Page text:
And he replied without a moment's hesitation, “Her good nature.” Then he added slowly, thinking as he spoke:
“Don't you think that when people have the right slant on life—even though they haven't much money—they get more out of living than people who have everything—and haven't the right slant?”
“Success?” Sally Sod echoed. “No one knows any better than I, that I am a complete failure in more ways than one. And if our Ship of Matrimony should, sometime in the future, anchor safely in the Harbor of Success, I should feel that it was the farmer's success—not the farmer's wife's.
“Webster says: 'Success is the termination of anything attempted.' That is what we are working for now and we'll have to keep right at it for years to come. It's going to be uphill work.
“After seeing me, if you still consider me worthy of a niche in your Hall of Fame please don't write 'Finis.' I still consider myself only a candidate for success and I am willing—more willing than ever—to wage a heavy campaign. My motto will be:
Hard work and more of it.
THIS IS THE BEGINNING OF AN ARTICLE WRITTEN BY SALLY (MRS. GREEN)
ONE MONTH OUT OF MY LIFE, by “Sally Sod” Herself
Dishes washed; beds made; floors swept; a line of baby clothes flapping in the breeze; the owner of those same clothes asleep in her little bed; the next three out in the sunshine playing; and the six big ones away at school. Now that my house is quiet I will sit down and tell you the story of a sample month of my life.
August, October or March, it makes no difference. There is always enough to do and I never would have had this tale to tell only that I lost my temper on the first day of August—all over one simple little question my Boy said, “Why didn't you sew up that tear in my shirt.”
That was enough. I was angry in a minute. Didn't I have all the big things to do? Didn't I keep house for twelve? Ten of them under fourteen at that! Didn't I wash, sew, mend and cook for all of them? Beside keeping track of them all the time! That was enough. . .without doing every one of all the little bits of things that should be done. Well, I would keep track of my work and next time some one said, “Why?” to me I would have facts and figures that would show how I spent my time.
There is always housework to do. But the farm work has a mighty sway over the house, too. August first found us with our hay cut and wheat in the barn. That filled every inch clear to the roof and now the oats were cut and shocked and must be drawn up to the barn and stacked. So we decided the best way to do this would be to get three extra men to help. Three extra doing farm work, means three extra to cook for. Well, anyhow, that made the job short. One day it rained so the men left early and I said, “When I get a meal ready I like to have some one here to eat it.”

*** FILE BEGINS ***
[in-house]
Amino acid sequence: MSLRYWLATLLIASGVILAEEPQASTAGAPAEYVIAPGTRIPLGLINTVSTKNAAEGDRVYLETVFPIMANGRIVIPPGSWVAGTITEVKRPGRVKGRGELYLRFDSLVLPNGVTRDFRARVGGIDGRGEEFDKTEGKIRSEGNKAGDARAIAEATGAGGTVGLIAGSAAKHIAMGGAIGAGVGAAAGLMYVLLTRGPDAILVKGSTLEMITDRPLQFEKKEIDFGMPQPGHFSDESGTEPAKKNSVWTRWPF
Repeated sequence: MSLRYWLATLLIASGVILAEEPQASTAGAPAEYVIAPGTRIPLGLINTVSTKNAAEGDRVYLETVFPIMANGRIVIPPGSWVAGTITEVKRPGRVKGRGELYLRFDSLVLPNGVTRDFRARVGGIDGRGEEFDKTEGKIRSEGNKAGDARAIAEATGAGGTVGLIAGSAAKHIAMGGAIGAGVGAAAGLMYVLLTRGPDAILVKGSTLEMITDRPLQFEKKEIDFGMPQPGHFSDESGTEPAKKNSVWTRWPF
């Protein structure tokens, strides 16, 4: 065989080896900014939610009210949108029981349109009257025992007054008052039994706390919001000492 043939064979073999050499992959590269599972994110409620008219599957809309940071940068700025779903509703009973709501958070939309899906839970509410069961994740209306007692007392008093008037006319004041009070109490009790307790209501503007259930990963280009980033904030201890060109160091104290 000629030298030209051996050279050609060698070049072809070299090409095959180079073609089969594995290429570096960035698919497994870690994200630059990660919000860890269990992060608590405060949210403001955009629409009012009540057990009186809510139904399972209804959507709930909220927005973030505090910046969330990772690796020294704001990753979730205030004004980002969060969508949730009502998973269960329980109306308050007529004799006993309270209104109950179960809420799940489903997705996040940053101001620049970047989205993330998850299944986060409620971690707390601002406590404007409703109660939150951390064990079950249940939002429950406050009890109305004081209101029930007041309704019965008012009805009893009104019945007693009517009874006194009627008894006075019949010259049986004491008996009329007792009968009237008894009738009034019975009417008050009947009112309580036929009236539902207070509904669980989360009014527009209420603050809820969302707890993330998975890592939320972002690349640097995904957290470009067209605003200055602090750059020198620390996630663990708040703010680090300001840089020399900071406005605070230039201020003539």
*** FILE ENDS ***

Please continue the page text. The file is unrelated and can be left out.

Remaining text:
Just like an answer to prayer, a car stopped in front of the house and let out five people who came to spend the day. The end of that week totaled 29 loaves of bread, 5 cakes, 4 washings, 8 floors cleaned, 16 meals extra for help and 5 for company.
The next week everything went along as usual until Friday when the news came that there would be company for dinner Tuesday.
“Aunt Lizzie, Aunt Flossie and her three youngsters.”
You should have seen my children then! Whoops, “hollers,” somersaults, cart wheels and hand springs.
“What shall we have to eat?”
“Chicken! Chicken! Chicken!” their voices sang out clear and loud.
“Soup . . . noodle soup!”
“Hold on! Hold on! Not all that at once.”
“Well, say, Ma, fry the chicken anyway and have some of those new pickles and pie.” We vote by acclamation at our house.
“Why, that will be Sister's birthday. Why not a great big cake?”
So we decided on cake instead of pie. Then I thought, “There's a woman near here who came to this part of the country with Aunt Lizzie . . . when they were young. I'll ask her over, too.”
When Tuesday came the day was fine, and everything was nice. We had a good visit and a good dinner and Little Son said, “I'm full up to the neck. When do we have another birthday?”
After my company was gone I began to think and figure. I had my pencil and paper out and one of the boys said, “What's the big scowl for?”
I told him that I was trying to figure out two winter coats and a bed blanket after the money was all spent and he said,”Don't worry, Ma, I'll learn how to rubberize Pa's milk checks. Then you can always stretch the money.”